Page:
The Court of Appeals for the Ninth Circuit recently affirmed the ruling of a federal district court that fiduciaries for a 401(k) plan were imprudent in deciding to include retail-class shares of three specific mutual funds in the plan menu of investment fund options because they failed to investigate the possibility of institutional-share class alternatives. The unchallenged findings in this case with respect to the fiduciary breach are that during the relevant time period (1) all three of the litigated fund options offered institutional-class options in which the 401(k) plan almost certainly could have participated, (2) the institutional-class fund options for those funds were in the range of 24 to 40 basis points cheaper than the retail class options the 401(k) plan offered to participants, and (3) there were no salient differences in the investment quality or management of the institutional-class options and the retail class options. Despite strenuous arguments from the plan fiduciaries that they reasonably depended on their investment consultant for advice about which mutual fund share classes should be selected for the plan, the court held the plan fiduciaries cannot reflexively and uncritically adopt investment recommendations. In the absence of evidence that the plan fiduciaries themselves considered the possibility of institutional classes for the funds litigated, or that the investment consultant engaged in a prudent process that considered different share classes, the Ninth Circuit had little difficulty agreeing with the district court that the plan fiduciaries did not exercise the “care, skill, prudence, and diligence under the circumstances” that ERISA demands in the selection of the retail mutual funds.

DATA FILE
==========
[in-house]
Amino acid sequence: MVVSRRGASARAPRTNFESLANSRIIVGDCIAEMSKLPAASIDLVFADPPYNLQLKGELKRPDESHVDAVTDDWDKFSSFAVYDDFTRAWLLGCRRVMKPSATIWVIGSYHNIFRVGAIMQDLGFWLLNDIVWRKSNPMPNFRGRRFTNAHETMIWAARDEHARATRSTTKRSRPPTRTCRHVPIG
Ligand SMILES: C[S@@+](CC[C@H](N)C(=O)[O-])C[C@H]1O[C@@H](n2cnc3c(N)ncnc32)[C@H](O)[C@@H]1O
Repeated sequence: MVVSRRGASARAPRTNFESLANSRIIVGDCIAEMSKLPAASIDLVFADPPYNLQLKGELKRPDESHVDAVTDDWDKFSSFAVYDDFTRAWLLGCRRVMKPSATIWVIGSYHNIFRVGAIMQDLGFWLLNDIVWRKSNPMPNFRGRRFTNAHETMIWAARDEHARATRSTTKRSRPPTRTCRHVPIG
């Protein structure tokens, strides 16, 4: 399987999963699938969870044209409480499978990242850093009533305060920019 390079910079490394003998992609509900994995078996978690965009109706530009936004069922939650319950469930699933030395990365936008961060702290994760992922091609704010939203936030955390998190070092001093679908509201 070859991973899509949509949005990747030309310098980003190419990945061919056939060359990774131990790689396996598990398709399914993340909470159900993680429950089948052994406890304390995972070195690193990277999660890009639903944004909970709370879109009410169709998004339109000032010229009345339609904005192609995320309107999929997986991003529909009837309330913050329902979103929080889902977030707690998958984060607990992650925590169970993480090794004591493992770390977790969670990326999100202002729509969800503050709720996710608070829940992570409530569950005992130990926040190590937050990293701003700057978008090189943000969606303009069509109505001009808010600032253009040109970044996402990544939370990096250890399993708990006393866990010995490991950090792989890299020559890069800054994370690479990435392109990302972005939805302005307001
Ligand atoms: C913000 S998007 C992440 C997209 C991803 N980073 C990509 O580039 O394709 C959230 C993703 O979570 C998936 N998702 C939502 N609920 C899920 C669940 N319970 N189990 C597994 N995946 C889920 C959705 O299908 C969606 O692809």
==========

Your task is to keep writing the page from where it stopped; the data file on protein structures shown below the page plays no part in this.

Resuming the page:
To be clear, the court’s ruling does not go so far as to suggest that retail-class investment fund options should never be offered. In fact, the court specifically declined to endorse such a bright-line rule. Nonetheless, plan fiduciaries must be engaged in a prudent process that critically evaluates institutional-class alternatives for the investment funds selected for the plan. Various performance factors can come into play in deciding between different share classes, and sometimes offering retail-class shares is appropriate. But a failure to investigate and evaluate the availability, performance, expenses, etc. associated with different share classes is not prudent. (Tibble v. Edison Int’l, 9th Cir. 2013)